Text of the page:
Monohull yachts: a buyer’s guide

There are many different types of monohull sailboats: habitable or non-habitable, dinghies or keel type monohulls, and racing or pleasure boats. At Dream Yacht Sales, we focus on the heart of the market: habitable, keel type monohull yachts. These boats are firm favorites, as they offer enough on-board comfort for you to welcome friends and family (our monohull boats for sale generally include several cabins and bathrooms); and give a feeling of complete security, thanks to a fixed keel.

 

Features of a monohull sailboat

 

The most noticeable feature of a monohull, is the fact it only has one hull. Apart from that, these yachts are characterized by their narrow designs, triangular-shaped bow and split living space across two floors.

Most marinas are designed to welcome monohull sailboats, whilst many struggle to fit the beam of sailing catamarans and power catamarans. Buying a monohull gives you two clear advantages when it comes to marinas: you’ll have an easier time finding a berthing space for the year in the home port of your choice and when you set sail, you’ll have an easier time finding a berthing space than your friend in a catamaran – which is why it’s much more beneficial to look at monohull boats for sale.

If you ask an experienced monohull sailor why they sail monohull yachts, they’ll tell you it’s the feeling you get from the boat. The pressure exercised by the wind in the sails of a monohull will cause it to lean transversally, (known as heeling). Contrary to multihulls, where heeling is almost non-existent (less than 5°), a monohull can easily reach a heel of more than 20°. The skipper will feel everything the boat is doing as it performs. Adjusting the sails is more delicate, and accelerations stronger. Monohull yachts give a true sailing experience.

 

Benefits of a monohull yacht

 

Sailors choose to purchase monohulls over sailing or power catamarans for a number of reasons, including the following:

 

Excellent balance

The keel is the weighted element at the center of the hull under the waterline, which allows the boat to be balanced, whilst also serving to counter drift on modern yachts. The rudder is the submerged part of the helm under the monohull sailboat. It is used for deflecting the flow of water under the hull to change the direction you’re sailing. It’s placed at the rear of the boat, and is most often directed by a steering wheel.

Tiller handles still exist on some monohulls (often sailing yachts shorter than 30 feet) as they take up little space, but are much more physical than the alternative – the steering wheel. Steering wheels are often preferred as they allow the boat to be maneuvered much more easily – particularly yachts over 30 feet long.

 

Two steering wheels means more space and visibility

The latest generation of monohull yachts are often equipped with two steering wheels, which offers two primary advantages: space and visibility. Having two steering wheels (one on the port, and the other on the starboard), allows an enormous amount of space to be freed at the center of the cockpit. This gives you more room to move while getting on and off the monohull yacht, and swimming whilst at mooring. Not only that, but for visibility, two steering wheels makes it easier to control the sails and the body of water when blocking upwind.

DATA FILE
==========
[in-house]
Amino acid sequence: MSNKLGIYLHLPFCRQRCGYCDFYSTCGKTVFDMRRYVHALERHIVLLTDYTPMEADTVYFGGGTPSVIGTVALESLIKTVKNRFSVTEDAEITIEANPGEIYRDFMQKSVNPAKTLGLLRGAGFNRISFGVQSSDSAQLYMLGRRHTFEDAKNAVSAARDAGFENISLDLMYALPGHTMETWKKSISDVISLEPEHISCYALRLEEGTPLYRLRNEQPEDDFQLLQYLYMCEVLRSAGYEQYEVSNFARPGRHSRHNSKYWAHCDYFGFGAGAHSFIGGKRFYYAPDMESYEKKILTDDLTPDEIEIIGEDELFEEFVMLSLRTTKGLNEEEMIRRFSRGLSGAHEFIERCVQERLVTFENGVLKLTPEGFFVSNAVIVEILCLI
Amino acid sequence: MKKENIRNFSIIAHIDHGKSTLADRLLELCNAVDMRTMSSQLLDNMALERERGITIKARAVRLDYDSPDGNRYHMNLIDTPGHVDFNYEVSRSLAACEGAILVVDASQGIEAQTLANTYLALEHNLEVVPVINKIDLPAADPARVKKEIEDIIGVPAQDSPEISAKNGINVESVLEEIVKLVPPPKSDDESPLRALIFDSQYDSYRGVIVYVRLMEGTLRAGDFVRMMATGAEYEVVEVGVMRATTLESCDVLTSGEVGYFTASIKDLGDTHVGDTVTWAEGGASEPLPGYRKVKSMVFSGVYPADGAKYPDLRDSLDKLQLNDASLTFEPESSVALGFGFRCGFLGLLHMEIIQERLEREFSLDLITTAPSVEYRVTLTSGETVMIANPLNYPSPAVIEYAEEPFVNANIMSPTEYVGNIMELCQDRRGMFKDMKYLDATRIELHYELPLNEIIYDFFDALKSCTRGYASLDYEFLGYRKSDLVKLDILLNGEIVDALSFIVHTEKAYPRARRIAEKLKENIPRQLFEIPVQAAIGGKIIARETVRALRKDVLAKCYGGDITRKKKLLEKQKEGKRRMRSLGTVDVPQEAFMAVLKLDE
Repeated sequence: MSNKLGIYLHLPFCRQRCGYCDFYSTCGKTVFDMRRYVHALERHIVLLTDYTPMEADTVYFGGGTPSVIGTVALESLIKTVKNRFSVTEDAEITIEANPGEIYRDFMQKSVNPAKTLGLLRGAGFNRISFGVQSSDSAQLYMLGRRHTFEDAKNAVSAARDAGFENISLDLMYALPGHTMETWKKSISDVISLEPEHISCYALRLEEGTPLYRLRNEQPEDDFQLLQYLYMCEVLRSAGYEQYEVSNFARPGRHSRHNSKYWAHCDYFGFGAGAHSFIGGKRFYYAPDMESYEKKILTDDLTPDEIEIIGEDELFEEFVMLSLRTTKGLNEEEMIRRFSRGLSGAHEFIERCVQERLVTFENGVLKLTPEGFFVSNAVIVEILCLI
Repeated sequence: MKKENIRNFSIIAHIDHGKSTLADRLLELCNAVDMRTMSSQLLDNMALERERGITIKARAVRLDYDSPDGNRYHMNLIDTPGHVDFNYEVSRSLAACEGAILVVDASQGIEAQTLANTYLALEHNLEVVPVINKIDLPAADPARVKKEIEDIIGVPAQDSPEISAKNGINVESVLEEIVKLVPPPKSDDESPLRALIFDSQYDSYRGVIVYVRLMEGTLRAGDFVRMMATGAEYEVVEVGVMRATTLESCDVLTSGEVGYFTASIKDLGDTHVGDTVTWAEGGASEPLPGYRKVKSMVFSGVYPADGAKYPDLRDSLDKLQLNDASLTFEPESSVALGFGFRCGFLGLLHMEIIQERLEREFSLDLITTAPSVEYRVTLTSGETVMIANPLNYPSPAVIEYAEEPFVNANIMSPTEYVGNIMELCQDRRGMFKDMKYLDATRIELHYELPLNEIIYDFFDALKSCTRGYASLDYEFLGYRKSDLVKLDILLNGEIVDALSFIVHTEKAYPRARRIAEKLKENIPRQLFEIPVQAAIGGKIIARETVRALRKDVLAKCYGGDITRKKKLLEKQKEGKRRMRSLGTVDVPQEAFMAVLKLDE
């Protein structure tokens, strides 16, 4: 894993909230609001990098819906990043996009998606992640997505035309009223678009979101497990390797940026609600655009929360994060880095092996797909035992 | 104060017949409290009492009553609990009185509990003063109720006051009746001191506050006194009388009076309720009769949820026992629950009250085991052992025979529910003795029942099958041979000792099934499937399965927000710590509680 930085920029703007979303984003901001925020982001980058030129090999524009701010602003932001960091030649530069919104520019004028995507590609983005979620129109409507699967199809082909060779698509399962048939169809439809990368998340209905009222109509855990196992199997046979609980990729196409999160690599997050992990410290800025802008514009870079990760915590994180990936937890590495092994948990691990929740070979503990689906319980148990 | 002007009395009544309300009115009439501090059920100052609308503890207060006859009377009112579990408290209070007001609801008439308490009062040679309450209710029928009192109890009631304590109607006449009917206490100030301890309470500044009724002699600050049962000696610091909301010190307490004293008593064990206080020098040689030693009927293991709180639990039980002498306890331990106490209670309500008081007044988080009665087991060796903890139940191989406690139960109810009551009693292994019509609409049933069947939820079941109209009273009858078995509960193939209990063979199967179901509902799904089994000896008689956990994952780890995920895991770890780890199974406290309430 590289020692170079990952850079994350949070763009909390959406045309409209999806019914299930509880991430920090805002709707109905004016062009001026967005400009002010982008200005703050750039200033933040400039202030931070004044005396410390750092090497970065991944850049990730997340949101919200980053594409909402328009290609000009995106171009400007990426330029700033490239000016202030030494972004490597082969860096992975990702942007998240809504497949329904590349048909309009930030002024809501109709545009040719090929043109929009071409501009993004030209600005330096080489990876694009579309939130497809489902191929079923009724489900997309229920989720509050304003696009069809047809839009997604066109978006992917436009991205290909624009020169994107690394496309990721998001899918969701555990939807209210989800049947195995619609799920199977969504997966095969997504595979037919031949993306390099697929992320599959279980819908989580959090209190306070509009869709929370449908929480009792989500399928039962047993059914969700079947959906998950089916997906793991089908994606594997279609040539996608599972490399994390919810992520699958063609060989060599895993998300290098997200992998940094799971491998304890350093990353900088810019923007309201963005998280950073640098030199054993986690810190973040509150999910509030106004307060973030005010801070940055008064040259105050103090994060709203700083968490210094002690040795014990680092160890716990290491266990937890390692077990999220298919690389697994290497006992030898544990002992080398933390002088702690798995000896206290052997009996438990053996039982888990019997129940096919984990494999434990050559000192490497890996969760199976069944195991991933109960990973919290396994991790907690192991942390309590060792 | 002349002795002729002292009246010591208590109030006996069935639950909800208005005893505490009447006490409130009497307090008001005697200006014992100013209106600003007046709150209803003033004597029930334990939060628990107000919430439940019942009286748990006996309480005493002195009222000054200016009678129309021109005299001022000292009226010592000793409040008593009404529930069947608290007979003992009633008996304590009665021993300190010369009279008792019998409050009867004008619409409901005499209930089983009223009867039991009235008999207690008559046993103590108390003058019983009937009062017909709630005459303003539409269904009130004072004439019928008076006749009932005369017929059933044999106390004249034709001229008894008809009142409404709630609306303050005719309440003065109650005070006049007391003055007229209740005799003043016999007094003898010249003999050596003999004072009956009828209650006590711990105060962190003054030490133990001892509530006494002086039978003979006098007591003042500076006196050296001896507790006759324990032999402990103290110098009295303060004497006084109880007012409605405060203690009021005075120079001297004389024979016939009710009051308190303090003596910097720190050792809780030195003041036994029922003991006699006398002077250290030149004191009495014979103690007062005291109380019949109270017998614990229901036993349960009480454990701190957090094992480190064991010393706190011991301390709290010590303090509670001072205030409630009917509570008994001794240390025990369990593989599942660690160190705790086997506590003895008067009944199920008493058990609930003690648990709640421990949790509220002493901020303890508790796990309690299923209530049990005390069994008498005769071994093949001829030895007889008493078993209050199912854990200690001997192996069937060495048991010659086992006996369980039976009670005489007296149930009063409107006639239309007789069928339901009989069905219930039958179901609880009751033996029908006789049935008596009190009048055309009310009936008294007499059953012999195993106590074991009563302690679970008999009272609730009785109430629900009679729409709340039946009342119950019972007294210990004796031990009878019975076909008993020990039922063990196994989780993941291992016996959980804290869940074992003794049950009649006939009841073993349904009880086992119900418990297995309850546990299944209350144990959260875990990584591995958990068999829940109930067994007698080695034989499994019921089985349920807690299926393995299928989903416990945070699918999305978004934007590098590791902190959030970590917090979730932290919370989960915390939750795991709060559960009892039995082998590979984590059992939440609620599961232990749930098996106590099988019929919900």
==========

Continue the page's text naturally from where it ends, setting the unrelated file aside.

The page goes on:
Capacity to sail upwind

The main advantage of a monohull sailboat is its capacity to sail upwind – an average of 10-20 degrees better than a multihull, which massively reduces the distances traveled at this speed. The shape of a monohull naturally fits the shape of the waves when troughs of several meters form, giving a sense of safety to those on-board, as every experience is felt at the helm.

The monohull has one other advantage: it has a relatively small surface in the water and it’s light; making it easier to get it out of the water, and meaning its regular maintenance (refitting, anti-fouling etc) is less expensive.

 

The cost of buying a monohull yacht

From its purchase price, to berthing space and ongoing maintenance, a monohull sailboat costs much less than a catamaran. This is partly due to there being a much wider range of yachts available, than what is found with multihulls. For example, Dufour’s Grand Large range offers yachts a little more than 30 feet long, with two double cabins and one bathroom; whilst the smallest habitable catamarans usually measure around 40 feet and have a minimum of three double cabins. Because of this, monohulls are often better suited for small families, or groups of friends. For an equal size, between 40-60 feet, a monohull sailboat will also cost much less than a catamaran; with the price of a 40 foot catamaran often equal to a monohull of nearly 50 feet.

Berthing space is another thing to consider when choosing which type of yacht to buy. A berth for a monohull yacht generally costs 20-50% less than that of a similarly sized catamaran. This is often one of the biggest expenses for a boat owner and should not be neglected if you are looking to keep control of your budget. When you set sails, berths during your stops to fill up with water and food will also be much less expensive for you.

 

We represent the best of monohull yacht brands

There are many advantages to buying a monohull over a catamaran. At Dream Yacht Sales, we work in partnership with four leading and respected monohull boatyards: JeanneauBeneteau, Dufour and Wauquiez. We are dealers for these brands in some regions of the world, and can organize a sea trial or a visit to a boatyard to help you buy a good quality monohull yacht for the greatest value for money.

Contact our team today to discuss your needs, or select a boat on our site, configure it to your taste and we’ll provide you a quote there and then.

Alternatively, you can take a look at our other buying guides:
Sailing catamarans
Power catamarans

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